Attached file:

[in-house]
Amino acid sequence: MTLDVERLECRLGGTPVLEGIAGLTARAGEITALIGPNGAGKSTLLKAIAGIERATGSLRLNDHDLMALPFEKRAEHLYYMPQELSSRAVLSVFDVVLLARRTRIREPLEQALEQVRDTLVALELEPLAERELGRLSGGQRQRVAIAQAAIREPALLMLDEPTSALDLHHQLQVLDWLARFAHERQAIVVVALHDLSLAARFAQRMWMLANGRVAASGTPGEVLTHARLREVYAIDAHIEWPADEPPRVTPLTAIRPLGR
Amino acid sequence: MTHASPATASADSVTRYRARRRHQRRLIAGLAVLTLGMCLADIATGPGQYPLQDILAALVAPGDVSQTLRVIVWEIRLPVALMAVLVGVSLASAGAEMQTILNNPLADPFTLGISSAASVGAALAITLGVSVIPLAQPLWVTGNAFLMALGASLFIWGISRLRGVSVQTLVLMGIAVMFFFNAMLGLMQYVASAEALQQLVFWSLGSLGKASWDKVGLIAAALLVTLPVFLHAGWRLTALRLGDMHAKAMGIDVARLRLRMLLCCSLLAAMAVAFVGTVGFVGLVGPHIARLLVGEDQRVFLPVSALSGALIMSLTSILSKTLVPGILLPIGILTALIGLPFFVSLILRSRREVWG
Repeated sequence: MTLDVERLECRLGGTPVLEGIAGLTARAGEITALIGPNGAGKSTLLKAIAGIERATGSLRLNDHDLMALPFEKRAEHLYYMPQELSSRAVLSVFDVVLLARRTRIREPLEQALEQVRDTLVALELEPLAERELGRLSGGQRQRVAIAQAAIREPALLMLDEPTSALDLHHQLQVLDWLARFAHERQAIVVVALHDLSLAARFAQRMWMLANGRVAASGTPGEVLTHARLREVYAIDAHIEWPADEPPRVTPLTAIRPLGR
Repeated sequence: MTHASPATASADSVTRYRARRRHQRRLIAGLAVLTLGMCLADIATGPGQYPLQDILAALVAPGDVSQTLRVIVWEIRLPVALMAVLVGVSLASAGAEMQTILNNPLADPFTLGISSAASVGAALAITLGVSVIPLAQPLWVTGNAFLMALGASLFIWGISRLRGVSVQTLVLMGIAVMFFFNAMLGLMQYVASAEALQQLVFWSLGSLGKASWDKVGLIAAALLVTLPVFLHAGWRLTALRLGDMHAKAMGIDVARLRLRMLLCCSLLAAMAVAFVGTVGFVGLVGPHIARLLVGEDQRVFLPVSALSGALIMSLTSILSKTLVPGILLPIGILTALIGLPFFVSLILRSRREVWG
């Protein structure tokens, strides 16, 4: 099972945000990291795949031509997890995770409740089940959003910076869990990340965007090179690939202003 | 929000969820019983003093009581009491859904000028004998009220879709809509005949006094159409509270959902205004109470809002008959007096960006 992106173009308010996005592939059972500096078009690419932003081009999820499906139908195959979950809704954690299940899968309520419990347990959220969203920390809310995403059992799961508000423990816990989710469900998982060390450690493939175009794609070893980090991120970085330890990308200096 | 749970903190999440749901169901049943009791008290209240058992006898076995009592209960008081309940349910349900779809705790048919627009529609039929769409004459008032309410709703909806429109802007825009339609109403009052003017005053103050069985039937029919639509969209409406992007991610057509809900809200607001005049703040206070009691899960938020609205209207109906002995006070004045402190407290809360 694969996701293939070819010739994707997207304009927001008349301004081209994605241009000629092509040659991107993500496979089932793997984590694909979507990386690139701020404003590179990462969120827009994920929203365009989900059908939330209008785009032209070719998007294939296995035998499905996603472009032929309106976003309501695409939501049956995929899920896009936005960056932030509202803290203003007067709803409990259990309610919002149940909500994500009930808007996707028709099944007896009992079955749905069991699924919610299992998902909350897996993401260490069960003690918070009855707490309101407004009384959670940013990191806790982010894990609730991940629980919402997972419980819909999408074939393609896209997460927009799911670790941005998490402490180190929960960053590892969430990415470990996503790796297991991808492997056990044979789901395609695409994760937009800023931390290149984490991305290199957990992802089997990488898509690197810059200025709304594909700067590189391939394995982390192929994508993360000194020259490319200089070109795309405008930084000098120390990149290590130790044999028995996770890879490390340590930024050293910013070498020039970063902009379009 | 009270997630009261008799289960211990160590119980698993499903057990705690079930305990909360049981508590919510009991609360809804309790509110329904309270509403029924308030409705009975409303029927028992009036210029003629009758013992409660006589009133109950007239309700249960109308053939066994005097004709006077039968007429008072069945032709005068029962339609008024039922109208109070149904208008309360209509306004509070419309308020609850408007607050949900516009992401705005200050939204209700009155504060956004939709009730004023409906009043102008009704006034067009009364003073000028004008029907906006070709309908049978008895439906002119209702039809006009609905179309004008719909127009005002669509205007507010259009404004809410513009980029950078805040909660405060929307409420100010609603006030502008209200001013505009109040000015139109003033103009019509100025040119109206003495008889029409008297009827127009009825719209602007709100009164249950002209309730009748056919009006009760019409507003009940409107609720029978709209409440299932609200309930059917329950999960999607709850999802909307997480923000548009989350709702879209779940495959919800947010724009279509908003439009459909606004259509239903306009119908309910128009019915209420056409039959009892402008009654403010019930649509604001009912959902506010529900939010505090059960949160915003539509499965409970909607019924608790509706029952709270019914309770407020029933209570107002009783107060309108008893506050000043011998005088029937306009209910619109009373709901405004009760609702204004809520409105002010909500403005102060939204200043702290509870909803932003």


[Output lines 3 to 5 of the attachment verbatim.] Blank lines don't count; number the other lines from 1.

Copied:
Amino acid sequence: MTHASPATASADSVTRYRARRRHQRRLIAGLAVLTLGMCLADIATGPGQYPLQDILAALVAPGDVSQTLRVIVWEIRLPVALMAVLVGVSLASAGAEMQTILNNPLADPFTLGISSAASVGAALAITLGVSVIPLAQPLWVTGNAFLMALGASLFIWGISRLRGVSVQTLVLMGIAVMFFFNAMLGLMQYVASAEALQQLVFWSLGSLGKASWDKVGLIAAALLVTLPVFLHAGWRLTALRLGDMHAKAMGIDVARLRLRMLLCCSLLAAMAVAFVGTVGFVGLVGPHIARLLVGEDQRVFLPVSALSGALIMSLTSILSKTLVPGILLPIGILTALIGLPFFVSLILRSRREVWG
Repeated sequence: MTLDVERLECRLGGTPVLEGIAGLTARAGEITALIGPNGAGKSTLLKAIAGIERATGSLRLNDHDLMALPFEKRAEHLYYMPQELSSRAVLSVFDVVLLARRTRIREPLEQALEQVRDTLVALELEPLAERELGRLSGGQRQRVAIAQAAIREPALLMLDEPTSALDLHHQLQVLDWLARFAHERQAIVVVALHDLSLAARFAQRMWMLANGRVAASGTPGEVLTHARLREVYAIDAHIEWPADEPPRVTPLTAIRPLGR
Repeated sequence: MTHASPATASADSVTRYRARRRHQRRLIAGLAVLTLGMCLADIATGPGQYPLQDILAALVAPGDVSQTLRVIVWEIRLPVALMAVLVGVSLASAGAEMQTILNNPLADPFTLGISSAASVGAALAITLGVSVIPLAQPLWVTGNAFLMALGASLFIWGISRLRGVSVQTLVLMGIAVMFFFNAMLGLMQYVASAEALQQLVFWSLGSLGKASWDKVGLIAAALLVTLPVFLHAGWRLTALRLGDMHAKAMGIDVARLRLRMLLCCSLLAAMAVAFVGTVGFVGLVGPHIARLLVGEDQRVFLPVSALSGALIMSLTSILSKTLVPGILLPIGILTALIGLPFFVSLILRSRREVWG